The current process is expensive and damaging. Thousands of dollars are expended in these referendums, dollars from the same fund a school uses to upgrade technology, buy buses, and pay the electric bill. Communities are split, and school effectiveness is bruised by the emotional blows delivered within these campaigns. Anyone calling these referendums a healthy part of the democratic process hasn’t been close enough to one to see what really goes on. We can do this better, Minnesota. We can set school debt limits. We can allow levies that “save up” for future construction needs, spreading the tax burden more fairly. We CAN entrust our school boards to make these decisions and prevent the divisions in communities that take years, if ever, to mend, negatively impacting the local education process along the way. Let’s sit down and figure out a better way, with a better reason than “the way it’s always been done.” I’ll be glad to help, and I’ll be glad to work with those who might be suspicious of such a change. Bruce A. Klaehn is superintendent of Dover-Eyota Public Schools. To comment on this article, you can reach him at

September/October 2014    27

2014 Summer Seminar Scrapbook

William Morris – president of the Morris Leatherman Company – shares tips on what school boards, school staff and Vote Yes committees should do to make their referendum campaigns successful.

28    MSBA Journal

Attorney Peter Martin talks about the Safe and Supportive Schools Act and how it will affect school districts this fall.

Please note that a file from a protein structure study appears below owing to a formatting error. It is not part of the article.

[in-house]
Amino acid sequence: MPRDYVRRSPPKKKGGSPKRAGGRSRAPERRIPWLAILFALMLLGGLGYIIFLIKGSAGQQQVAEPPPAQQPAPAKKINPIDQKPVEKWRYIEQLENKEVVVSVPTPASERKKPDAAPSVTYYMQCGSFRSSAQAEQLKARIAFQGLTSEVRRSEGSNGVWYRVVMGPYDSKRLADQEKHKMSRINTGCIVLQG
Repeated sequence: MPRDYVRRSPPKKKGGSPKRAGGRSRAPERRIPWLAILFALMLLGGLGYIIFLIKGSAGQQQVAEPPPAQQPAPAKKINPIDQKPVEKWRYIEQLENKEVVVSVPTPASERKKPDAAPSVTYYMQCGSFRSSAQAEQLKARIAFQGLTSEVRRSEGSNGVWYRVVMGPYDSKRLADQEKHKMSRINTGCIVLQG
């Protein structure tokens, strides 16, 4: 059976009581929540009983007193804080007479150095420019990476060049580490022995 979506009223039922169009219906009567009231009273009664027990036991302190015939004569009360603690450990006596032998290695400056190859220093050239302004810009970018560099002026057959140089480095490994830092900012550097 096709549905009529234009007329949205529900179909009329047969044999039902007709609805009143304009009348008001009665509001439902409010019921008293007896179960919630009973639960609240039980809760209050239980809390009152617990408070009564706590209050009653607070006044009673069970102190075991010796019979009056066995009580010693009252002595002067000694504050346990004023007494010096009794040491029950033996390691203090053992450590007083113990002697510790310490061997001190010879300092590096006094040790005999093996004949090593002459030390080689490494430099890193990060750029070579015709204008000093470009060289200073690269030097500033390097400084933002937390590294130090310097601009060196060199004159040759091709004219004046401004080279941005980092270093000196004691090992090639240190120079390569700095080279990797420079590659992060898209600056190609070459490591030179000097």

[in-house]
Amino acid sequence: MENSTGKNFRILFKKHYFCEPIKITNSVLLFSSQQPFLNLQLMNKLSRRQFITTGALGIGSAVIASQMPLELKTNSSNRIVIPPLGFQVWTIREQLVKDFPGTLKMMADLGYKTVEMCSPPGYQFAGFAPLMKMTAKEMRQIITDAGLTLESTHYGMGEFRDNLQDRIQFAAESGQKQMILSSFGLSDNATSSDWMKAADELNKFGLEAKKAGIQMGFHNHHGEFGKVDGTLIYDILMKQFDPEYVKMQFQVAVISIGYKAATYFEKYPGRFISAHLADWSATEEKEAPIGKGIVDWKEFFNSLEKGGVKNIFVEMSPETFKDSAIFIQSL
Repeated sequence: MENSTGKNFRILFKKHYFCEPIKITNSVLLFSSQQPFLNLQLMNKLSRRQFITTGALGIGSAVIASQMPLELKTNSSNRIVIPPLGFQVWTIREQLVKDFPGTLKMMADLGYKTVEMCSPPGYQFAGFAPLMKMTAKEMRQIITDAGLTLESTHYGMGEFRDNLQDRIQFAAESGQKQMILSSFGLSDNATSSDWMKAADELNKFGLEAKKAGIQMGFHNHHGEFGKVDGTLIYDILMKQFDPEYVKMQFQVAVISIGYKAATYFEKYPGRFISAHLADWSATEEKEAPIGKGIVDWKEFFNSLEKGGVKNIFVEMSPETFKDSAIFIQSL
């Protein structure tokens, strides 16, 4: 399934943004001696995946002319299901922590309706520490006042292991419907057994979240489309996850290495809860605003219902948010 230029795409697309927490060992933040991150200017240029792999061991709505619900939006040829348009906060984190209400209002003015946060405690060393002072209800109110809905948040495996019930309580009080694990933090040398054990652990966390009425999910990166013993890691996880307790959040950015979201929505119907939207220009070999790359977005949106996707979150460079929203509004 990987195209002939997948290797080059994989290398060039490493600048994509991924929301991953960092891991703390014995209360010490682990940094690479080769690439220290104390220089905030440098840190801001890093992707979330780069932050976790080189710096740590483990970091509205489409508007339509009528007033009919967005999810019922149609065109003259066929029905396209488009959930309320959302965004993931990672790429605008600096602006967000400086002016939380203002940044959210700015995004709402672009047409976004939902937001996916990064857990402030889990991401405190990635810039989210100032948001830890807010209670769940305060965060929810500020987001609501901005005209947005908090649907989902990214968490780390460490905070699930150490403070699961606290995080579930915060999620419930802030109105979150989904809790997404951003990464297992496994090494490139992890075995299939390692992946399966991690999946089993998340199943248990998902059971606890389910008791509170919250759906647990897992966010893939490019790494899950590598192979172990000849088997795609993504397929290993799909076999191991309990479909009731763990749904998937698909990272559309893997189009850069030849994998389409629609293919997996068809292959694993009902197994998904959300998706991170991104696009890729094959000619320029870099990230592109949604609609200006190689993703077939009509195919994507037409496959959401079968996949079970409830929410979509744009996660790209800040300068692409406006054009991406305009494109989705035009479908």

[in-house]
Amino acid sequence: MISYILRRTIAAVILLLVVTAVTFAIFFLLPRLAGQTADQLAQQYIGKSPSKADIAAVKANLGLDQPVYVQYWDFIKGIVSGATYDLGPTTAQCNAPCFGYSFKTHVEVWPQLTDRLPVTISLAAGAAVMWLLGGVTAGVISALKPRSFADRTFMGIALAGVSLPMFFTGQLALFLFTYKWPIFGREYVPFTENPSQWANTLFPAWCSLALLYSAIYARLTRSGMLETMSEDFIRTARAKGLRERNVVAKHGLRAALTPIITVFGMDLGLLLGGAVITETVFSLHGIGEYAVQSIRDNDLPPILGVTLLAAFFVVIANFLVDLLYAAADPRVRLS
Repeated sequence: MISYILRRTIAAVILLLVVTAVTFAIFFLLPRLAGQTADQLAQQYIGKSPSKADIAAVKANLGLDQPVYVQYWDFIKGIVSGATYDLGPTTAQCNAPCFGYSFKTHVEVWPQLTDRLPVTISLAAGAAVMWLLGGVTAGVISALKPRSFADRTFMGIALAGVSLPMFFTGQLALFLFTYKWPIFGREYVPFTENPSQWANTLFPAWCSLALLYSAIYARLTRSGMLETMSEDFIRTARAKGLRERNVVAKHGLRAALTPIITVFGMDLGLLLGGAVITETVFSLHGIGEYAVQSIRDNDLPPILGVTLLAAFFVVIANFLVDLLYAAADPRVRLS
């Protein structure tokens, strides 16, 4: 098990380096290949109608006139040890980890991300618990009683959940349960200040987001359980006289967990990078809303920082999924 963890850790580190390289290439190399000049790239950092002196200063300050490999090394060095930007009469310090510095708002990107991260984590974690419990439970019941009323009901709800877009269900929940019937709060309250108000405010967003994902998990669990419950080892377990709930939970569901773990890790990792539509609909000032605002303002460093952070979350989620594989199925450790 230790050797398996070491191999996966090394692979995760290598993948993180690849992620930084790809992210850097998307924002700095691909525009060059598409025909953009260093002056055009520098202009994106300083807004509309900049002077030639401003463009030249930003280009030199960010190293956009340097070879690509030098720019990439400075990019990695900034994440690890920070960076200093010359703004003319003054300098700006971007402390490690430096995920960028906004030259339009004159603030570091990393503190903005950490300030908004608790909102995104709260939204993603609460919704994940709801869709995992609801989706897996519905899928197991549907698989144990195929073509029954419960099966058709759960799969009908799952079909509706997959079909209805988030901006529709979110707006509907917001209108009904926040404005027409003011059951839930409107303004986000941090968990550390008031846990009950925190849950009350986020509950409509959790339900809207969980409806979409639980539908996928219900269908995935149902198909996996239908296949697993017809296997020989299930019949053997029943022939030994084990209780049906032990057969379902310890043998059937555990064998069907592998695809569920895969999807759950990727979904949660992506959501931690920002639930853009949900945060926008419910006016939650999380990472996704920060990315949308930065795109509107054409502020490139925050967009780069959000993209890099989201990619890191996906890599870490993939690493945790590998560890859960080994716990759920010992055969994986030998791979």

Summer Seminar attendees try out a listening exercise with Dr. Alan Zimmerman moderating.

Minnesota Department of Education Commissioner Brenda Cassellius talks about department initiatives and answers questions from seminar attendees.

Minnesota School Boards Association’s Grace Keliher runs through a few statistics about the 2014 Legislative Session.

September/October 2014    29

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MSBA’s Vendor Directory

MSBA’s Vendor Directory helps connect school districts with the products and services they need. The directory is always at your fingertips. You’ll find it printed in the back of every Journal magazine as well as on the MSBA Website at Most listings in the Web version of this directory include a link so you can head instantly to a Website or e-mail address. The directory includes everything you need to know to contact a company quickly—phone numbers, fax numbers and addresses—in an easy-to-read format. If you have a service or product you would like included in this directory, please contact Erica Nelson at 763-497-1778 or Architects/Engineers/Facility Planners Architects Rego + Youngquist, inc. (Paul Youngquist) 7601 Wayzata Blvd., Suite #200 St. Louis Park, MN 55426 952-544-8941, Fax 952-544-0585 Arvig 888-992-7844 ATS&R Planners/Architects/ Engineers (Paul W. Erickson) 8501 Golden Valley Road, Suite 300 Minneapolis, MN 55427 763-545-3731, Fax 763-525-3289 Clark Engineering Corporation (Douglas Fell) 621 Lilac Drive N Minneapolis, MN 55422 763-545-9196, Fax 763-541-0056 Cuningham Group Architecture, Inc. (Cuningham Group®) (Judith Hoskens) 201 Main Street SE, Suite 325 Minneapolis, MN 55414 612-379-3400, Fax 612-379-4400 GLTArchitects (Evan Larson) 808 Courthouse Square St. Cloud, MN 56303 320-252-3740, Fax 320-255-0683 Hallberg Engineering, Inc. (Richard Lucio) 1750 Commerce Court White Bear Lake, MN 55110 651-748-1100, Fax 651-748-9370 I+S Group (ISG) (Rod Schumacher) 115 E Hickory Street, Suite 300 Mankato, MN 56001 507-387-6651, Fax 507-387-3583 ICS Consulting, Inc. (Pat Overom) 5354 Edgewood Drive Mounds View, MN 55112 763-354-2670, Fax 763-780-2866